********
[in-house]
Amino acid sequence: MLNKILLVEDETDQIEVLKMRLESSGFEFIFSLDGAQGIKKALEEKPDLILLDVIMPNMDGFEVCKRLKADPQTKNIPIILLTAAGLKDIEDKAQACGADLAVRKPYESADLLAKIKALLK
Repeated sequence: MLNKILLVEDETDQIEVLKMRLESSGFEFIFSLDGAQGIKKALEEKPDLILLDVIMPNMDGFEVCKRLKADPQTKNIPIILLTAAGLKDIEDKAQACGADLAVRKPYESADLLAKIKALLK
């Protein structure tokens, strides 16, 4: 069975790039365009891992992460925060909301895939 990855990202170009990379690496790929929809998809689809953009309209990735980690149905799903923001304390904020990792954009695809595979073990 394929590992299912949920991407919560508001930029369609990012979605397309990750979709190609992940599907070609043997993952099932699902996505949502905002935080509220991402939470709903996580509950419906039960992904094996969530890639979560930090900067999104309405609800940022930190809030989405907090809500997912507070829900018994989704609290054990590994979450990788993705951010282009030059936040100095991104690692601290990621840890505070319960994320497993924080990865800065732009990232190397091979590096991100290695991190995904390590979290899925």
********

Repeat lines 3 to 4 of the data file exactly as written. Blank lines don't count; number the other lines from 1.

Repeated sequence: MLNKILLVEDETDQIEVLKMRLESSGFEFIFSLDGAQGIKKALEEKPDLILLDVIMPNMDGFEVCKRLKADPQTKNIPIILLTAAGLKDIEDKAQACGADLAVRKPYESADLLAKIKALLK
């Protein structure tokens, strides 16, 4: 069975790039365009891992992460925060909301895939 990855990202170009990379690496790929929809998809689809953009309209990735980690149905799903923001304390904020990792954009695809595979073990 394929590992299912949920991407919560508001930029369609990012979605397309990750979709190609992940599907070609043997993952099932699902996505949502905002935080509220991402939470709903996580509950419906039960992904094996969530890639979560930090900067999104309405609800940022930190809030989405907090809500997912507070829900018994989704609290054990590994979450990788993705951010282009030059936040100095991104690692601290990621840890505070319960994320497993924080990865800065732009990232190397091979590096991100290695991190995904390590979290899925």